1951 tragedy ended stunt flying at Minnesota State Fair

 

Chuck Doyle Jr. flies the sister ship of the one that crashed in 1951. His father used this plane to tow banners over the Minnesota State Fair for many years. (Adam Glowaski & Box5 Media)

Chuck Doyle Jr. flies the sister ship of the one that crashed in 1951. His father used this plane to tow banners over the Minnesota State Fair for many years. (Adam Glowaski & Box5 Media)

It was Labor Day 1951, and what would turn out to be the last aerial thrill show ever at the Minnesota State Fair had 26,000 spectators on the edge of their seats.

The little red-and-cream biplane with a young woman on its upper wing sped through a series of acrobatic maneuvers as the grandstand announcer described the action and emphasized how dangerous it all was.

Kitty Middleton, real first name Pansy, a 17-year-old from the Missouri Ozarks, was performing in only her third air show. At the plane’s controls was former military pilot Carl Ferris, 27, of Lansing, Mich.

As usual, the act’s finale was to be an engine-off dive, then a dramatic power-on climb, followed by a triumphant pass by the grandstand. But this time something went wrong. The plane failed to come out of the dive, crashing about a half-mile to the north near Larpenteur Avenue.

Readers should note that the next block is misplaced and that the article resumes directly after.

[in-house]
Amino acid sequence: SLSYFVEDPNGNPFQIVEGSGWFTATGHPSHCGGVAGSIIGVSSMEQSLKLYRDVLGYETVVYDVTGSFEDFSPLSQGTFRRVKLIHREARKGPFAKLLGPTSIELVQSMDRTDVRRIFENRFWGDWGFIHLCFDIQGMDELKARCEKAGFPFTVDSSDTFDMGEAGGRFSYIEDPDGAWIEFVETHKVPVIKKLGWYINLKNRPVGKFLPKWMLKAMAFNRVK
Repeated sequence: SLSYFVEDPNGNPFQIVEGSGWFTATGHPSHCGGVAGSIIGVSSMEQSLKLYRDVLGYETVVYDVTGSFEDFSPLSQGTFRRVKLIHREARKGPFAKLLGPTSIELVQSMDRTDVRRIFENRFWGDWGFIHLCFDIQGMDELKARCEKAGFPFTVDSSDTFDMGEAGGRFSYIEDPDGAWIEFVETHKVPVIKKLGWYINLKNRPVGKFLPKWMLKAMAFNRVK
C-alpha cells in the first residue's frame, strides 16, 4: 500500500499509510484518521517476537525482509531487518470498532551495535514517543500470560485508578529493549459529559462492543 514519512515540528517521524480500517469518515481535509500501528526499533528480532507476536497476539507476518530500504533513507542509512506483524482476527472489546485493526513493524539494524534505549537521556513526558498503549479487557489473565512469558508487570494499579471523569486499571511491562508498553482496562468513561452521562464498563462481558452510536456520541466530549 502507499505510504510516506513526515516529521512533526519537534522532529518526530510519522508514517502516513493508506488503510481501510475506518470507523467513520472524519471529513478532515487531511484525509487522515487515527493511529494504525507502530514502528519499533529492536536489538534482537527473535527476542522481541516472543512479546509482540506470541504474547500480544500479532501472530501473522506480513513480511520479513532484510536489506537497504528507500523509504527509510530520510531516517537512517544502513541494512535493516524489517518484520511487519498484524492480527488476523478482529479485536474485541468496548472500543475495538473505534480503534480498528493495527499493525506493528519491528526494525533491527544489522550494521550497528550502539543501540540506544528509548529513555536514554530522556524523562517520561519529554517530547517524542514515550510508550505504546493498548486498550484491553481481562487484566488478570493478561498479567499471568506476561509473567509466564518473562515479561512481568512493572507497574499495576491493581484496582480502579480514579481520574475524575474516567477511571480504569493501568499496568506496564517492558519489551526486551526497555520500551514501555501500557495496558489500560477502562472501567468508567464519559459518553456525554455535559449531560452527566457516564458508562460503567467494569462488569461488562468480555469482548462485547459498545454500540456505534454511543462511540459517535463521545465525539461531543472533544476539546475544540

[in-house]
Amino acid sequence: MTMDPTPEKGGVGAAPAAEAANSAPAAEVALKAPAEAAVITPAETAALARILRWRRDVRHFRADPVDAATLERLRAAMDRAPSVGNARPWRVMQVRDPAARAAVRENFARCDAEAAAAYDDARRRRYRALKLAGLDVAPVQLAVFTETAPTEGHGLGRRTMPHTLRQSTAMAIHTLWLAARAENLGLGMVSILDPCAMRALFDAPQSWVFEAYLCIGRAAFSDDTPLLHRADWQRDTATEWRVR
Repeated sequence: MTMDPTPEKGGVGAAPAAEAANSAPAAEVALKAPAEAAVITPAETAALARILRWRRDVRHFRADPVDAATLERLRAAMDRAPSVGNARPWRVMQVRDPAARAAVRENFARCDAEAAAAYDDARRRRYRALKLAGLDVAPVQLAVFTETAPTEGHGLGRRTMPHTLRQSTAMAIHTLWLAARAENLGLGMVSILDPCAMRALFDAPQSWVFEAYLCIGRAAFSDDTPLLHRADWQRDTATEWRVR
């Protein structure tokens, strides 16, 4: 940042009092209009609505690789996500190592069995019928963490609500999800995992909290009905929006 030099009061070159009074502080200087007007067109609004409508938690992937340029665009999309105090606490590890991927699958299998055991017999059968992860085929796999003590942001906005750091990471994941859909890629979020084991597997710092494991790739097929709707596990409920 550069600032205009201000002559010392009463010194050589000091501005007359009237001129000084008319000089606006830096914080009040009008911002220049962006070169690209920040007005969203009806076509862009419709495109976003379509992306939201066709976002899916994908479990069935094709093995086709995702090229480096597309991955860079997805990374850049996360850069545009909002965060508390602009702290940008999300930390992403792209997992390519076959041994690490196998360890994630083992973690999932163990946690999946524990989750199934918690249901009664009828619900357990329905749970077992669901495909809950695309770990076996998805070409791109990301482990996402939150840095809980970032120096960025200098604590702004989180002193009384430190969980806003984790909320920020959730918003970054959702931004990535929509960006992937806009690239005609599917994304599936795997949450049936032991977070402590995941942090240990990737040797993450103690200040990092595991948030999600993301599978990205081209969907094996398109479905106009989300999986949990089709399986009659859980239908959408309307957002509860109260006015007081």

There was a collective gasp from the crowd as first a pillar of fire rose from the crash site, then a cloud of black smoke.

Kitty Middleton poses for a publicity photo. (Houston (Missouri) Herald)

Kitty Middleton poses for a publicity photo. (Houston (Missouri) Herald)

Ferris died on impact, the force of which tore Middleton from the straps that held her to the wing, tossing her 75 feet away. She died about an hour later at the Northern Pacific Hospital near Snelling and University avenues.

Mrs. John J. Keller owned the cabbage patch behind 1780 W. Larpenteur Ave., where the plane crashed. She told the St. Paul Dispatch that, because of the daily shows, she had “lived in fear all week that we’d be killed.”

Her grandson, William Miller, 13, had been hoeing weeds just before the crash and started running as the plane approached.

Several thousand curiosity-seekers rushed to the scene, causing extensive damage to the 10-acre truck garden.

The teaming of Middleton and Ferris, sometimes billed as “The Skylarks,” had been veteran stuntman George Waltz’s idea for revitalizing an act he originated years before. People had grown tired of seeing him ride the wing himself, and Waltz decided if he was to get more fair bookings, he needed a more powerful plane and a “pretty girl” to take over his role.

Middleton, the youngest of 13 children, didn’t require much persuasion to leave home for such exciting work. Waltz obtained his new plane, a Boeing Stearman that had been used as a trainer for Navy pilots in World War II, from a well-known Twin Cities-based aviator, Chuck Doyle. As a young man, Doyle had performed stunts himself at the Minnesota State Fair and went on to work for Northwest Airlines.